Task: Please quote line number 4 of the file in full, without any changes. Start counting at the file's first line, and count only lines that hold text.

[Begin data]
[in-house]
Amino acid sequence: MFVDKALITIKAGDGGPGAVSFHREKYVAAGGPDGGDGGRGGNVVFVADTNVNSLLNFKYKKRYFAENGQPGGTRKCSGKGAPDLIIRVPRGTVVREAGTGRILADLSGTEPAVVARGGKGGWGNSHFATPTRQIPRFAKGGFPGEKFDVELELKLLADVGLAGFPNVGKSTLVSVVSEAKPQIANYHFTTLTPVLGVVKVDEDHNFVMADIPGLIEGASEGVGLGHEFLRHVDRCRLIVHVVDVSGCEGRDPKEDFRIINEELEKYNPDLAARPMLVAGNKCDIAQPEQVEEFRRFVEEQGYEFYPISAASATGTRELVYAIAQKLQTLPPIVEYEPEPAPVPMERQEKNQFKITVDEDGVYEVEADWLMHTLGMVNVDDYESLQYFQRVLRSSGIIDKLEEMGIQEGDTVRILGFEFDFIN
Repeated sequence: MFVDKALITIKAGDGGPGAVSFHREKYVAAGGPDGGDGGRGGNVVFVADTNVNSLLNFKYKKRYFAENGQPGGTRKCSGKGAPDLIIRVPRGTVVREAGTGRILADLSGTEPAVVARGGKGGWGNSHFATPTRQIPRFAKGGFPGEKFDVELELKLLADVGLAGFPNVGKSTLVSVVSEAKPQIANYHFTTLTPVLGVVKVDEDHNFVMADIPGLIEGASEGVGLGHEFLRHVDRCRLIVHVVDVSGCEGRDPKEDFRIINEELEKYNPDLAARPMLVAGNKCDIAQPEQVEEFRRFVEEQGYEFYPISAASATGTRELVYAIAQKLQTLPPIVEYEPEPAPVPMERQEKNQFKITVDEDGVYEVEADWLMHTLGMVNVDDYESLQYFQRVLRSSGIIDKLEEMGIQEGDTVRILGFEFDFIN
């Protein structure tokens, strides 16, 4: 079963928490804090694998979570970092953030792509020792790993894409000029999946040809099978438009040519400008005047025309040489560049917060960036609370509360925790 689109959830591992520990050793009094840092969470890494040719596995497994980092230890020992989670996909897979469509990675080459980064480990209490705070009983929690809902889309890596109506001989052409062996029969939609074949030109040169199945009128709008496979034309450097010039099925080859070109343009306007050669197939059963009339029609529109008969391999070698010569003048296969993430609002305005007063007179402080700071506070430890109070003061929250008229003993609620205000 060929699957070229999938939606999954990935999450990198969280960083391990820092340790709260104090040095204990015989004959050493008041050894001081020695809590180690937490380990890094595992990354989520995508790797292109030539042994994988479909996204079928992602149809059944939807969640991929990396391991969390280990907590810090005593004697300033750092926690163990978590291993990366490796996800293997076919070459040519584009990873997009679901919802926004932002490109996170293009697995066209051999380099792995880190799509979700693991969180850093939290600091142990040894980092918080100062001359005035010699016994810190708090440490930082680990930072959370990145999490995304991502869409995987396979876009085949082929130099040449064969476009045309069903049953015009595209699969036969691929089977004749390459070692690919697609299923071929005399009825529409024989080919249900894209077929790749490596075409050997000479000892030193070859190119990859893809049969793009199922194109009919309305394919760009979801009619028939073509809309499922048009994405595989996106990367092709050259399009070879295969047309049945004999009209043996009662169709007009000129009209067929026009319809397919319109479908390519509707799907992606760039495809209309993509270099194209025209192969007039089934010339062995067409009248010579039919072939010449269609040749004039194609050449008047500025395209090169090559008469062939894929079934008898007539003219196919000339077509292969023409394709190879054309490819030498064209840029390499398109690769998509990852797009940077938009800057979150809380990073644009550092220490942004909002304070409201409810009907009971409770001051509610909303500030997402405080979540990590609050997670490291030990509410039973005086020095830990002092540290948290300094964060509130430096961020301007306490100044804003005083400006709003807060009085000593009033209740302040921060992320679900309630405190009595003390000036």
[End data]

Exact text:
């Protein structure tokens, strides 16, 4: 079963928490804090694998979570970092953030792509020792790993894409000029999946040809099978438009040519400008005047025309040489560049917060960036609370509360925790 689109959830591992520990050793009094840092969470890494040719596995497994980092230890020992989670996909897979469509990675080459980064480990209490705070009983929690809902889309890596109506001989052409062996029969939609074949030109040169199945009128709008496979034309450097010039099925080859070109343009306007050669197939059963009339029609529109008969391999070698010569003048296969993430609002305005007063007179402080700071506070430890109070003061929250008229003993609620205000 060929699957070229999938939606999954990935999450990198969280960083391990820092340790709260104090040095204990015989004959050493008041050894001081020695809590180690937490380990890094595992990354989520995508790797292109030539042994994988479909996204079928992602149809059944939807969640991929990396391991969390280990907590810090005593004697300033750092926690163990978590291993990366490796996800293997076919070459040519584009990873997009679901919802926004932002490109996170293009697995066209051999380099792995880190799509979700693991969180850093939290600091142990040894980092918080100062001359005035010699016994810190708090440490930082680990930072959370990145999490995304991502869409995987396979876009085949082929130099040449064969476009045309069903049953015009595209699969036969691929089977004749390459070692690919697609299923071929005399009825529409024989080919249900894209077929790749490596075409050997000479000892030193070859190119990859893809049969793009199922194109009919309305394919760009979801009619028939073509809309499922048009994405595989996106990367092709050259399009070879295969047309049945004999009209043996009662169709007009000129009209067929026009319809397919319109479908390519509707799907992606760039495809209309993509270099194209025209192969007039089934010339062995067409009248010579039919072939010449269609040749004039194609050449008047500025395209090169090559008469062939894929079934008898007539003219196919000339077509292969023409394709190879054309490819030498064209840029390499398109690769998509990852797009940077938009800057979150809380990073644009550092220490942004909002304070409201409810009907009971409770001051509610909303500030997402405080979540990590609050997670490291030990509410039973005086020095830990002092540290948290300094964060509130430096961020301007306490100044804003005083400006709003807060009085000593009033209740302040921060992320679900309630405190009595003390000036």